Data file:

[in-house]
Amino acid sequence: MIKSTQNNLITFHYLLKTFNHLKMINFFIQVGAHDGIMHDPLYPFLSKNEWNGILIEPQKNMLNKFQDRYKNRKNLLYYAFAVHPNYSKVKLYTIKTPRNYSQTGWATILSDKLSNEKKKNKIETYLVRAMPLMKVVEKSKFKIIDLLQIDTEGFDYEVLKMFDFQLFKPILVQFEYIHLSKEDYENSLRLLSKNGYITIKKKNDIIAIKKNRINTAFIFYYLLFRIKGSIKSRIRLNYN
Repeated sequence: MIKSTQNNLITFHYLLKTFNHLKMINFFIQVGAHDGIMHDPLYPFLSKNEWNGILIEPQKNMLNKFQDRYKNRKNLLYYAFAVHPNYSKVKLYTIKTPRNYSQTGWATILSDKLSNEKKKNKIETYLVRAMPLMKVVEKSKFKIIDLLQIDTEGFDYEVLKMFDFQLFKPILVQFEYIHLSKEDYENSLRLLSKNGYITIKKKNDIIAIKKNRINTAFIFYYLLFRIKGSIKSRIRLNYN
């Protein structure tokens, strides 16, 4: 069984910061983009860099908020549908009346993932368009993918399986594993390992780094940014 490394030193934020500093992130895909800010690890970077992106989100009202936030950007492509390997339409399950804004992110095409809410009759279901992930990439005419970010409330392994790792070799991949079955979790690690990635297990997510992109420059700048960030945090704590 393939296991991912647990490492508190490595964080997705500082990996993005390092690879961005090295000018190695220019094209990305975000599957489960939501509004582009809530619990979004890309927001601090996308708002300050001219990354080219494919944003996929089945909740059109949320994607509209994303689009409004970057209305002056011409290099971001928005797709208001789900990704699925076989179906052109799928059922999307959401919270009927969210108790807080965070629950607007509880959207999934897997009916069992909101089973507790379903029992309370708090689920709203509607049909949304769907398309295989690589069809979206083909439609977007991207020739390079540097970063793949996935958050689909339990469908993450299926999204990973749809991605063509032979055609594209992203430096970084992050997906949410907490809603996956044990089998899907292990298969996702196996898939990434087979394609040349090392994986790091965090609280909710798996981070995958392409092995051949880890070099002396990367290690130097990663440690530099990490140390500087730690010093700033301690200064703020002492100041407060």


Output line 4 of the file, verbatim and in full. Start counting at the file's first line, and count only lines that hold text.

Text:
């Protein structure tokens, strides 16, 4: 069984910061983009860099908020549908009346993932368009993918399986594993390992780094940014 490394030193934020500093992130895909800010690890970077992106989100009202936030950007492509390997339409399950804004992110095409809410009759279901992930990439005419970010409330392994790792070799991949079955979790690690990635297990997510992109420059700048960030945090704590 393939296991991912647990490492508190490595964080997705500082990996993005390092690879961005090295000018190695220019094209990305975000599957489960939501509004582009809530619990979004890309927001601090996308708002300050001219990354080219494919944003996929089945909740059109949320994607509209994303689009409004970057209305002056011409290099971001928005797709208001789900990704699925076989179906052109799928059922999307959401919270009927969210108790807080965070629950607007509880959207999934897997009916069992909101089973507790379903029992309370708090689920709203509607049909949304769907398309295989690589069809979206083909439609977007991207020739390079540097970063793949996935958050689909339990469908993450299926999204990973749809991605063509032979055609594209992203430096970084992050997906949410907490809603996956044990089998899907292990298969996702196996898939990434087979394609040349090392994986790091965090609280909710798996981070995958392409092995051949880890070099002396990367290690130097990663440690530099990490140390500087730690010093700033301690200064703020002492100041407060």